Commit e6c7245c by Nuria Brede

### Initial.

parent 8e0120fa
 > module Equality > %default total > %auto_implicits off > %access public export > ExtEq : {A, B : Type} -> (f, g : A -> B) -> Type > ExtEq {A} f g = (a : A) -> f a = g a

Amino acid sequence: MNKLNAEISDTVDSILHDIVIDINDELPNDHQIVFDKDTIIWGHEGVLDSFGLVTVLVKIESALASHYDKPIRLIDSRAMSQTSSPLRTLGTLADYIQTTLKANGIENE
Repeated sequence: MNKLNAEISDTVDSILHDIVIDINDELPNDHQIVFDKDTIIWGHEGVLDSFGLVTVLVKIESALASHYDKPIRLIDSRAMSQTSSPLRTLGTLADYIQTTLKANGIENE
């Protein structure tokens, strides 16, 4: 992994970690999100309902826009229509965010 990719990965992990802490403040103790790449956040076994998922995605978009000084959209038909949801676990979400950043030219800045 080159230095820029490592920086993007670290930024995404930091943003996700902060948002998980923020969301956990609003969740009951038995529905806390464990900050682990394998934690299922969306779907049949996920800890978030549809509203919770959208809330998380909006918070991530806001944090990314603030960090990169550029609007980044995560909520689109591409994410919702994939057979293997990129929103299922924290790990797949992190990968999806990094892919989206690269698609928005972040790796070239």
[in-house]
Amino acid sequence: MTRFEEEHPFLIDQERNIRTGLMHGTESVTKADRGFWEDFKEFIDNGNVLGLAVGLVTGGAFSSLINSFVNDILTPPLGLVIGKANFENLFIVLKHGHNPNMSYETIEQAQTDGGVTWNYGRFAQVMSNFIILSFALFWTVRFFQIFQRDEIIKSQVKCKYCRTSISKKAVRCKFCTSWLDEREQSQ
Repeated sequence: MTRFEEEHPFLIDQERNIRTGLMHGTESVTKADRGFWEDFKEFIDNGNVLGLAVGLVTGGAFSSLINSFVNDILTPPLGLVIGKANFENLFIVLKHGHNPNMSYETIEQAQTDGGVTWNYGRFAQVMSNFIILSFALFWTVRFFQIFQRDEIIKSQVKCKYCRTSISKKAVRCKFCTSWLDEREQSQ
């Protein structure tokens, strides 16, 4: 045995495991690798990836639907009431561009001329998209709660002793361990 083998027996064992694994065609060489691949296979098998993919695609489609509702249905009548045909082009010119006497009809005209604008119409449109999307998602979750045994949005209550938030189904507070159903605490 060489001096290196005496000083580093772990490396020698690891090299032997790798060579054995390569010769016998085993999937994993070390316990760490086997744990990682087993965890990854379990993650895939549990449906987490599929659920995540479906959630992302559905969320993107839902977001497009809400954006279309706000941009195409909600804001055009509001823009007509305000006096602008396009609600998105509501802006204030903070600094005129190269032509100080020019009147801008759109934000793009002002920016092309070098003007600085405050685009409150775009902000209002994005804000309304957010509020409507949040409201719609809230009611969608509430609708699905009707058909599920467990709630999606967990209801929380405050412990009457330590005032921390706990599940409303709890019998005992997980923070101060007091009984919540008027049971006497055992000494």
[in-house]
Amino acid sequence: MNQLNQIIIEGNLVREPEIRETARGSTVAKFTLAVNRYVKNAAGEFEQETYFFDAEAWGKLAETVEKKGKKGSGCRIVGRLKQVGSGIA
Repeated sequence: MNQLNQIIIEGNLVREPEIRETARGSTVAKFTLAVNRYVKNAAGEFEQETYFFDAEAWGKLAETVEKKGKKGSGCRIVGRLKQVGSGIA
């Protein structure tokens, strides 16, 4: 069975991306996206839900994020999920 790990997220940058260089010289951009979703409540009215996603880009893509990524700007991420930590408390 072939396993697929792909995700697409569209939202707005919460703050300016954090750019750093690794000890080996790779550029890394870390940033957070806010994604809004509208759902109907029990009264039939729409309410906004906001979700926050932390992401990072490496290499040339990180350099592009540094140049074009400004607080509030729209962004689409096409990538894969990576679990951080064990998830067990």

> module Framework > import Syntax.PreorderReasoning > import Equality > import Sigma > %default total > %auto_implicits off > %access public export > infixr 7 ::: > infixr 7 <++> > %hide map > %hide pure > %hide join > %hide (>>=) > %hide head > %hide lteRefl > %hide Prelude.Algebra.(<+>) %-----------------------------------------------------------------------------% %-----------------------------------------------------------------------------% Botta et al. framework for Monadic Sequential Decision Problems %-----------------------------------------------------------------------------% %-----------------------------------------------------------------------------% For readability this implementation is a simplified version of the general framework (notably omitting the *viability* checks), and uses a non-emptiness condition on the transition function instead. %-----------------------------------------------------------------------------% Monadic dynamical system %-----------------------------------------------------------------------------% The components of a monadic dynamical system: > M : Type -> Type |M| is a functor: > map : {A, B : Type} -> (A -> B) -> M A -> M B |M| is a container monad: > pure : {A : Type} -> A -> M A > (>>=) : {A, B : Type} -> M A -> (A -> M B) -> M B > join : {A : Type} -> M (M A) -> M A > NotEmpty : {A : Type} -> M A -> Type Families of state and control spaces indexed by decision steps: > X : (t : Nat) -> Type > Y : (t : Nat) -> X t -> Type The transition function: > next : (t : Nat) -> (x : X t) -> Y t x -> M (X (S t)) > nextNotEmpty : {t : Nat} -> (x : X t) -> (y : Y t x) -> > NotEmpty (next t x y) %-----------------------------------------------------------------------------% Monadic sequential decision problem %-----------------------------------------------------------------------------% The components of a decision problem: > Val : Type > reward : (t : Nat) -> (x : X t) -> Y t x -> X (S t) -> Val > (<+>) : Val -> Val -> Val > zero : Val > meas : M Val -> Val A helper function: > (<++>) : {A : Type} -> (f, g : A -> Val) -> A -> Val > f <++> g = \ a => f a <+> g a Policies and policy sequences: > Policy : (t : Nat) -> Type > Policy t = (x : X t) -> Y t x > data PolicySeq : (t, n : Nat) -> Type where > Nil : {t : Nat} -> PolicySeq t Z > (::) : {t, n : Nat} -> Policy t -> PolicySeq (S t) n -> PolicySeq t (S n) The value of policy sequences (Bellman equation): > val : {t, n : Nat} -> PolicySeq t n -> X t -> Val > val {t} Nil x = zero > val {t} (p :: ps) x = let y = p x in > let mx' = next t x y in > (meas . map (reward t x y <++> val ps)) mx' %-----------------------------------------------------------------------------% % Backward Induction %-----------------------------------------------------------------------------% Preliminairies -------------- Basic requirements for verified backward induction: > (<=) : Val -> Val -> Type > lteRefl : {a : Val} -> a <= a > lteTrans : {a, b, c : Val} -> a <= b -> b <= c -> a <= c > plusMonSpec : {a, b, c, d : Val} -> a <= b -> c <= d -> (a <+> c) <= (b <+> d) > measMonSpec : {A : Type} -> (f, g : A -> Val) -> ((a : A) -> (f a) <= (g a)) -> > (ma : M A) -> meas (map f ma) <= meas (map g ma) Optimality of policy sequences: > OptPolicySeq : {t, n : Nat} -> PolicySeq t n -> Type > OptPolicySeq {t} {n} ps = (ps' : PolicySeq t n) -> (x : X t) -> > val ps' x <= val ps x Optimality of extensions of policy sequences: > OptExt : {t, n : Nat} -> PolicySeq (S t) n -> Policy t -> Type > OptExt {t} ps p = (p' : Policy t) -> (x : X t) -> > val (p' :: ps) x <= val (p :: ps) x Bellman's principle of optimality: > Bellman : {t, n : Nat} -> > (ps : PolicySeq (S t) n) -> OptPolicySeq ps -> > (p : Policy t) -> OptExt ps p -> > OptPolicySeq (p :: ps) > > Bellman {t} ps ops p oep (p' :: ps') x = > ------------------------------------------------------- > let y' = p' x in > let mx' = next t x y' in > let f' = reward t x y' <++> val ps' in > let f = reward t x y' <++> val ps in > let s0 = \ x' => plusMonSpec lteRefl (ops ps' x') in > let s1 = measMonSpec f' f s0 mx' in -- |val (p' :: ps') x <= val (p' :: ps) x| > let s2 = oep p' x in -- |val (p' :: ps) x <= val (p :: ps) x| > ------------------------------------------------------- > lteTrans s1 s2 Verification of backward induction with respect to |val| --------------------------------------------------------- The empty policy sequence is optimal: > nilOptPolicySeq : OptPolicySeq Nil > nilOptPolicySeq Nil x = lteRefl Now, provided that we can implement > optExt : {t, n : Nat} -> PolicySeq (S t) n -> Policy t > optExtSpec : {t, n : Nat} -> (ps : PolicySeq (S t) n) -> > OptExt ps (optExt ps) then > bi : (t : Nat) -> (n : Nat) -> PolicySeq t n > bi t Z = Nil > bi t (S n) = let ps = bi (S t) n in > optExt ps :: ps is correct "by construction" > biOptVal : (t : Nat) -> (n : Nat) -> OptPolicySeq (bi t n) > biOptVal t Z = nilOptPolicySeq > biOptVal t (S n) = > ------------------------------ > let ps = bi (S t) n in > let ops = biOptVal (S t) n in > let p = optExt ps in > let oep = optExtSpec ps in > ------------------------------ > Bellman ps ops p oep Optimal Extensions ------------------ The generic implementation of backward induction |bi| naturally raises the question under which conditions one can implement < optExt : Functor M => {t, n : Nat} -> PolicySeq (S t) n -> Policy t such that < optExtSpec : Functor M => {t, n : Nat} -> < (ps : PolicySeq (S t) n) -> OptExt ps (optExt ps) To this end, consider the function > cval : {t, n : Nat} -> > PolicySeq (S t) n -> (x : X t) -> Y t x -> Val > cval {t} ps x y = let mx' = next t x y in > meas (map (reward t x y <++> val ps) mx') By definition of |val| and |cval|, one has val (p :: ps) x = meas (map (reward t x (p x) <++> val ps) (next t x (p x))) = cval ps x (p x) This suggests that, if we can maximize |cval| that is, implement > cvalmax : {t, n : Nat} -> > PolicySeq (S t) n -> (x : X t) -> Val > cvalargmax : {t, n : Nat} -> > PolicySeq (S t) n -> (x : X t) -> Y t x that fulfill > cvalmaxSpec : {t, n : Nat} -> > (ps : PolicySeq (S t) n) -> (x : X t) -> > (y : Y t x) -> cval ps x y <= cvalmax ps x > cvalargmaxSpec : {t, n : Nat} -> > (ps : PolicySeq (S t) n) -> (x : X t) -> > cvalmax ps x = cval ps x (cvalargmax ps x) then we can implement optimal extensions of arbitrary policy sequences. As it turns out, this intuition is correct. With > optExt = cvalargmax one has > optExtSpec {t} {n} ps p' x = s4 where > p : Policy t > p = optExt ps > y : Y t x > y = p x > y' : Y t x > y' = p' x > s1 : cval ps x y' <= cvalmax ps x > s1 = cvalmaxSpec ps x y' > s2 : cval ps x y' <= cval ps x (cvalargmax ps x) > s2 = replace {P = \ z => (cval ps x y' <= z)} (cvalargmaxSpec ps x) s1 > s3 : cval ps x y' <= cval ps x y > s3 = s2 > s4 : val (p' :: ps) x <= val (p :: ps) x > s4 = s3 |cvalmax| and |cvalargmax| -------------------------- The observation that functions |cvalmax| and |cvalargmax| that fulfill |cvalmaxSpec| and |cvalargmaxSpec| are sufficient to implement an optimal extension |optExt| that fulfills |optExtSpec| naturally raises the question of what are necessary and sufficient conditions for |cvalmax| and |cvalargmax|. Answering this question necessarily requires discussing properties of |cval| and goes well beyond the scope of formulating a theory of SDPs. Here, we limit ourselves to remark that if |Y t x| is finite and non-empty one can implement |cvalmax|, |cvalargmax|, |cvalmaxSpec| and |cvalargmaxSpec| by linear search. Concrete implementations can be found in the SequentialDecisionProblems folder of the IdrisLibs git repository [2], together with the original BJI-framework, tabulated backward induction and several examples. Backward induction for some examples and counter-examples from [1] can be tried out by compiling |LeightweightTheory.lidr| in said folder. %-----------------------------------------------------------------------------% %-----------------------------------------------------------------------------% Correctness of Monadic Backward Induction %-----------------------------------------------------------------------------% %-----------------------------------------------------------------------------% This part of the file contains the results of [1]. %-----------------------------------------------------------------------------% Extension of the BJI-framework %-----------------------------------------------------------------------------% The type of state-control sequences: > data StateCtrlSeq : (t, n : Nat) -> Type where > Last : {t : Nat} -> X t -> StateCtrlSeq t (S Z) > (:::) : {t, n : Nat} -> Sigma (X t) (Y t) -> > StateCtrlSeq (S t) (S n) -> StateCtrlSeq t (S (S n)) A function that extracts the head state from a state-control sequence: > head : {t, n : Nat} -> StateCtrlSeq t (S n) -> X t > head (Last x) = x > head (MkSigma x y ::: xys) = x The reward accumulated along a state-control sequence: > sumR : {t, n : Nat} -> StateCtrlSeq t n -> Val > sumR {t} (Last x) = zero > sumR {t} (MkSigma x y ::: xys) = reward t x y (head xys) <+> sumR xys Computation of an |M|-structure of trajectories from a given policy sequence: > trj : {t, n : Nat} -> PolicySeq t n -> X t -> M (StateCtrlSeq t (S n)) > trj {t} Nil x = (pure . Last) x > trj {t} (p :: ps) x = let y = p x in > let mx' = next t x y in > map ((MkSigma x y) :::) (mx' >>= trj ps) The function that computes the measured total reward: > val' : {t, n : Nat} -> PolicySeq t n -> X t -> Val > val' ps = meas . map sumR . trj ps %-----------------------------------------------------------------------------% Functor and monad properties %-----------------------------------------------------------------------------% Functor properties ------------------ |map| preserves composition: > mapPresComp : {A, B, C : Type} -> > (f : A -> B) -> (g : B -> C) -> > map (g . f) ExtEq (map g . map f) |map| preserves extensional (pointwise) equality: > mapPresExtEq : {A, B : Type} -> > (f, g : A -> B) -> f ExtEq g -> (map f) ExtEq (map g) Basic monad properties ---------------------- |pure| and |join| are natural transformations: > pureNatTrans : {A, B : Type} -> (f : A -> B) -> > map f . pure ExtEq pure . f > joinNatTrans : {A, B : Type} -> (f : A -> B) -> > map f . join ExtEq join . map (map f) |bind|, |join| and |map| need to be inter-related: > bindJoinSpec : {A, B : Type} -> (f : A -> M B) -> > (>>= f) ExtEq join . map f |NonEmpty| conditions --------------------- Condition on |pure|: > pureNotEmpty : {A : Type} -> (a : A) -> NotEmpty (pure a) > Conditions on |map| and |bind|: > mapPresNotEmpty : {A, B : Type} -> (f : A -> B) -> (ma : M A) -> > NotEmpty ma -> NotEmpty (map f ma) > bindPresNotEmpty : {A, B : Type} -> (f : A -> M B) -> (ma : M A) -> > NotEmpty ma -> ((a : A) -> NotEmpty (f a)) -> > NotEmpty (ma >>= f) Properties of monad algebras ---------------------------- Condition for a function |f| to be an |M|-algebra homomorphism: map f M A ---------------- > M B | | | alpha | beta | | v v A ------------------> B f > algMorSpec : {A, B : Type} -> > (alpha : M A -> A) -> (beta : M B -> B) -> (f : A -> B) -> Type > algMorSpec {A} {B} alpha beta f = (beta . map f) ExtEq (f . alpha) Structure maps of |M|-algebras are left inverses of |pure|: > algPureSpec : {A : Type} -> (alpha : M A -> A) -> Type > algPureSpec {A} alpha = alpha . pure ExtEq id Structure maps of |M|-algebras are themselves |M|-algebra homomorphisms: > -- (alpha . map alpha) ExtEq (alpha . join) > algJoinSpec : {A : Type} -> (alpha : M A -> A) -> Type > algJoinSpec {A} alpha = algMorSpec join alpha alpha > A lemma about computation with |M|-algebras: > algLemma : {A, B, C : Type} -> (alpha: M C -> C) -> (ee : algJoinSpec alpha) -> > (f : B -> C ) -> (g : A -> M B) -> > (alpha . map (alpha . map f . g)) ExtEq (alpha . map f . join . map g) > algLemma {A} {B} {C} alpha ee f g ma = > > ( (alpha . map (alpha . map f . g)) ma ) > > ={ cong (mapPresComp g (alpha . map f) ma) }= > > ( (alpha . map (alpha . map f) . map g) ma ) > > ={ cong (mapPresComp (map f) alpha (map g ma)) }= > > ( (alpha . map alpha . map (map f) . map g) ma ) > > ={ ee (map (map f) (map g ma)) }= > > ( (alpha . join . map (map f) . map g) ma ) > > ={ cong (sym (joinNatTrans f (map g ma))) }= > > ( (alpha . map f . join . map g) ma ) > > QED %-----------------------------------------------------------------------------% Measure requirements %-----------------------------------------------------------------------------% Three sufficient requirements the measure |meas| needs to fulfill for the theorem to hold: The measure needs to be the structure map of an |M|-algebra on |Val|. This means it has to fulfill two conditions. 1. It is a left inverse to |pure|: > measPureSpec : algPureSpec meas -- |meas . pure ExtEq id| 2. It is an |M|-algebra homomorphism from |join| to itself: > measJoinSpec : algJoinSpec meas -- |meas . join ExtEq meas . map meas| 3. For |v : Val|, the function |(v <+>)| is an |M|-algebra homomorphism: For all |v : Val|, map (v <+>) M Val ---------------> M Val | | | meas | meas | | v v Val ----------------> Val (v <+>) > measPlusSpec : (v : Val) -> (mv : M Val) -> (NotEmpty mv) -> > (meas . map (v <+>)) mv = ((v <+>) . meas) mv We can omit the non-emptiness condition but this means we implicitly restrict the class of monads for which the result applies |M| (because |measPlusSpec'| might not be provable). > -- ∀ v : Val, meas . map (v <+>) ExtEq (v <+>) . meas > measPlusSpec' : (v : Val) -> algMorSpec meas meas ((<+>) v) %-----------------------------------------------------------------------------% Lemmas %-----------------------------------------------------------------------------% The lemmas will be implemented below the proof of the main theorem. > oplusLiftEERight : {A : Type} -> (f, g, r : A -> Val) -> > ExtEq {A} f g -> ExtEq {A} (r <++> f) (r <++> g) > trjNotEmptyLemma : {t, n : Nat} -> (ps : PolicySeq t n) -> (x : X t) -> > NotEmpty (trj ps x) > hdTrjLemma : {t, n : Nat} -> (ps : PolicySeq t n) -> > (r : X t -> Val) -> > (s : StateCtrlSeq t (S n) -> Val) -> (x' : X t) -> > (map (r . head <++> s) . trj ps) x' = > (map (const (r x') <++> s) . trj ps) x' > measSumLemma : {t, n : Nat} -> (ps : PolicySeq t n) -> > (r : X t -> Val) -> > (s : StateCtrlSeq t (S n) -> Val) -> > (meas . map (r . head <++> s) . trj ps) ExtEq > (r <++> meas . map s . trj ps) %-----------------------------------------------------------------------------% Proof of the main theorem %-----------------------------------------------------------------------------% The proof of the main theorem from section \ref{section:valval} that |val| computes the measured total reward because it is extensionally equal to |val'|: > valMeasTotalReward : {t, n : Nat} -> (ps : PolicySeq t n) -> (x : X t) -> > val' ps x = val ps x